The victory of the liberal Civic Platform in Poland’s early elections over the weekend could mark the beginning of the end for populism in central Europe. The governing parties in Poland and Slovakia came to power promising to end corruption, and the Hungarian opposition, which lost last year’s election by the narrowest of margins, promises to do the same. The collapse of Jaroslaw Kaczynski’s Law and Justice party shows that in addition to better policing and steeper sentences, the fight against corruption must include the reduction of the size and scope of the state.
Two years ago, when populist parties such as Law and Justice made electoral advances throughout central Europe, most commentators saw it as a rebuke to the liberal parties and the market reforms they had implemented. Such explanations ignored the resentment that people in the region harboured against their corrupt incumbent political elites.
Corruption in central Europe is rampant. According to Transparency International’s Corruption Perception Index, which measures corruption on a scale from 0 (highest) to 10 (lowest), Poland slumped from 4.6 in 1998 to 3.4 in 2005. The Czech Republic fell from 4.8 to 4.3, Hungary’s remained at 5 and Slovakia rose from 3.9 to 4.3. Though all four countries made small improvements in their CPI scores in 2006, they fell far short of the Organisation for Economic Co‐operation and Development’s average of 7.2.
Corruption in central Europe persists for two main reasons.
First, despite much economic liberalisation over the past 17 years, governments continue to spend, on average, more than 40 per cent of the region’s gross domestic product. However, unlike in western Europe, where government spending is also high, parliamentary scrutiny, judicial independence and the strength of civil society in central Europe remain relatively underdeveloped. Government procurement programmes lack transparency and are often used as vehicles for self‐enrichment by corrupt officials.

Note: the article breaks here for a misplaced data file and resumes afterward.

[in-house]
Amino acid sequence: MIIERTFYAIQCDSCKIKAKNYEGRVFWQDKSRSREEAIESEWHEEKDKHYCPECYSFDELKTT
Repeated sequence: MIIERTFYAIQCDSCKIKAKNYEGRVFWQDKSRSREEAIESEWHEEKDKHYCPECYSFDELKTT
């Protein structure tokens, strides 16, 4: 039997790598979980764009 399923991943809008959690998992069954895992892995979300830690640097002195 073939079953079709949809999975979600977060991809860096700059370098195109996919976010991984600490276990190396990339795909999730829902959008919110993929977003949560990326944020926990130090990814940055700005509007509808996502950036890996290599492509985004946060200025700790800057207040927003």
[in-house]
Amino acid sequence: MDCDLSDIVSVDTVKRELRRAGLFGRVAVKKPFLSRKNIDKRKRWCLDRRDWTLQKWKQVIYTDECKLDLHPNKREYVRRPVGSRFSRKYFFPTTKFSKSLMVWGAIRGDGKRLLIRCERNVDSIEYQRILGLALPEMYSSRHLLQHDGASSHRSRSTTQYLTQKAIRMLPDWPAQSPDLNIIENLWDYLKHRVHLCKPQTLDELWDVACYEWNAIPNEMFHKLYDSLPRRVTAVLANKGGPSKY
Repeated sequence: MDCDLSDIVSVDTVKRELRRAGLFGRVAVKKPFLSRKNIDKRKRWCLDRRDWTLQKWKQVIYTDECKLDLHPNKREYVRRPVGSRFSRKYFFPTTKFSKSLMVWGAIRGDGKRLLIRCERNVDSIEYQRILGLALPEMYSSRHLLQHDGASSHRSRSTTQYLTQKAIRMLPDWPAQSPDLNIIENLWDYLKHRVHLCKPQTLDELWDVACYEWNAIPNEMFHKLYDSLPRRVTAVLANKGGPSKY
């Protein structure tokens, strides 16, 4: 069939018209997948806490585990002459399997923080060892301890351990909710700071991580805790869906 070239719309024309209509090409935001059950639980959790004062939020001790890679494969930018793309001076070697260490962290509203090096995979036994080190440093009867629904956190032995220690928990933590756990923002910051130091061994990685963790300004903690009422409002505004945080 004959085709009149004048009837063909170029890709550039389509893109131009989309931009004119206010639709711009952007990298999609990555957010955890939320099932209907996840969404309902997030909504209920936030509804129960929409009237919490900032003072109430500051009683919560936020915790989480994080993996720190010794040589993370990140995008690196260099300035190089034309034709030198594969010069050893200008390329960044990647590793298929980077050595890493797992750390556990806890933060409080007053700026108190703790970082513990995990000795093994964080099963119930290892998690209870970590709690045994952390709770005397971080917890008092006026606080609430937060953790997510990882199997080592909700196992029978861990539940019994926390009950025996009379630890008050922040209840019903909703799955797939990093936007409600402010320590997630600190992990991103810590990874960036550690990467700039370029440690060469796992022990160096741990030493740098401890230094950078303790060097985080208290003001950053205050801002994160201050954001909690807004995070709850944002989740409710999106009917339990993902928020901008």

Second, the central European business environment remains overregulated. The World Bank’s Doing Business report, for example, found that businesses in Slovakia, the Czech Republic, Hungary and Poland were more heavily regulated than businesses in most developed econ‐omies, including most European Union members. The armies of bureaucrats in central Europe have ample oppor‐tunities to extract bribes from private firms.
The populists in the region, including the Law and Justice party in Poland and Smer in Slovakia, tapped into the popular feeling of disgust at the conspicuous spending of the governing elites and their ill‐gotten wealth, and won. But corruption in central Europe is systemic — it cannot be eradicated through better procurement controls, as is currently being attempted. Instead, corruption has to be tackled by reducing the size and the scope of the state and with it the opportunities for self‐enrichment among the political elites.
As Oleh Havrylyshyn, the former deputy finance minister of Ukraine, shows in his book, Divergent Paths in Post‐Communist Transformation — Capitalism for All or Capitalism for the Few? , countries that implemented more radical economic reforms after the collapse of communism experienced less corruption than countries that opted for more gradual reforms. The transition from communism to capitalism was marked by corruption, not because of too much liberalisation but because of too little. Perhaps that explains why Estonia, which is the most economically free of all excommunist countries, also has the highest CPI score.
By contrast, the governing parties in Poland and Slovakia postponed further economic reforms, thus in effect ensuring that corruption in the region continues.
A liberal victory in Poland could mark the beginning of the end for central European populism and, it is to be hoped, a return to a reform agenda in the region. Once in power, the Civic Platform should address the source of corruption in Poland — the overextended state. The same goes for aspiring reformers in the rest of the region.